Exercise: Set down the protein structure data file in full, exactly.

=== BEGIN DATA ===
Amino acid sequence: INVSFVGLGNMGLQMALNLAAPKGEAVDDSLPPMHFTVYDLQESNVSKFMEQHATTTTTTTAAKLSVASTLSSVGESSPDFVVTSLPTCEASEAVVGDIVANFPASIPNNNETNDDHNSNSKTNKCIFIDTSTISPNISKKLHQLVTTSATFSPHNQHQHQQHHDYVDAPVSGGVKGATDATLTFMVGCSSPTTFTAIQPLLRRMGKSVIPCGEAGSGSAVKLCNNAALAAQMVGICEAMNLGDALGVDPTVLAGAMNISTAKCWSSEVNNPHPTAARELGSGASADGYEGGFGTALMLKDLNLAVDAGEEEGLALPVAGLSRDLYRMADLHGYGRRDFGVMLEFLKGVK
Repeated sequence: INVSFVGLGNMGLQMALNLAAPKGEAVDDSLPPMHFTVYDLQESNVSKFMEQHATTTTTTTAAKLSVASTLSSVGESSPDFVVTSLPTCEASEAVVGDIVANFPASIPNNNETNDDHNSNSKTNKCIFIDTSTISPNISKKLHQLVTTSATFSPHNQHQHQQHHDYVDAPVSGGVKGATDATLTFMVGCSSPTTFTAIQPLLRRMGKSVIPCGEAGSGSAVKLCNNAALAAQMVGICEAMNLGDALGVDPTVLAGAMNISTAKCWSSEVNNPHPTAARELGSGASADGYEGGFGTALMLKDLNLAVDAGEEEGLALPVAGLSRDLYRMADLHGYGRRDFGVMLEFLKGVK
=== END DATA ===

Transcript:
Amino acid sequence: INVSFVGLGNMGLQMALNLAAPKGEAVDDSLPPMHFTVYDLQESNVSKFMEQHATTTTTTTAAKLSVASTLSSVGESSPDFVVTSLPTCEASEAVVGDIVANFPASIPNNNETNDDHNSNSKTNKCIFIDTSTISPNISKKLHQLVTTSATFSPHNQHQHQQHHDYVDAPVSGGVKGATDATLTFMVGCSSPTTFTAIQPLLRRMGKSVIPCGEAGSGSAVKLCNNAALAAQMVGICEAMNLGDALGVDPTVLAGAMNISTAKCWSSEVNNPHPTAARELGSGASADGYEGGFGTALMLKDLNLAVDAGEEEGLALPVAGLSRDLYRMADLHGYGRRDFGVMLEFLKGVK
Repeated sequence: INVSFVGLGNMGLQMALNLAAPKGEAVDDSLPPMHFTVYDLQESNVSKFMEQHATTTTTTTAAKLSVASTLSSVGESSPDFVVTSLPTCEASEAVVGDIVANFPASIPNNNETNDDHNSNSKTNKCIFIDTSTISPNISKKLHQLVTTSATFSPHNQHQHQQHHDYVDAPVSGGVKGATDATLTFMVGCSSPTTFTAIQPLLRRMGKSVIPCGEAGSGSAVKLCNNAALAAQMVGICEAMNLGDALGVDPTVLAGAMNISTAKCWSSEVNNPHPTAARELGSGASADGYEGGFGTALMLKDLNLAVDAGEEEGLALPVAGLSRDLYRMADLHGYGRRDFGVMLEFLKGVK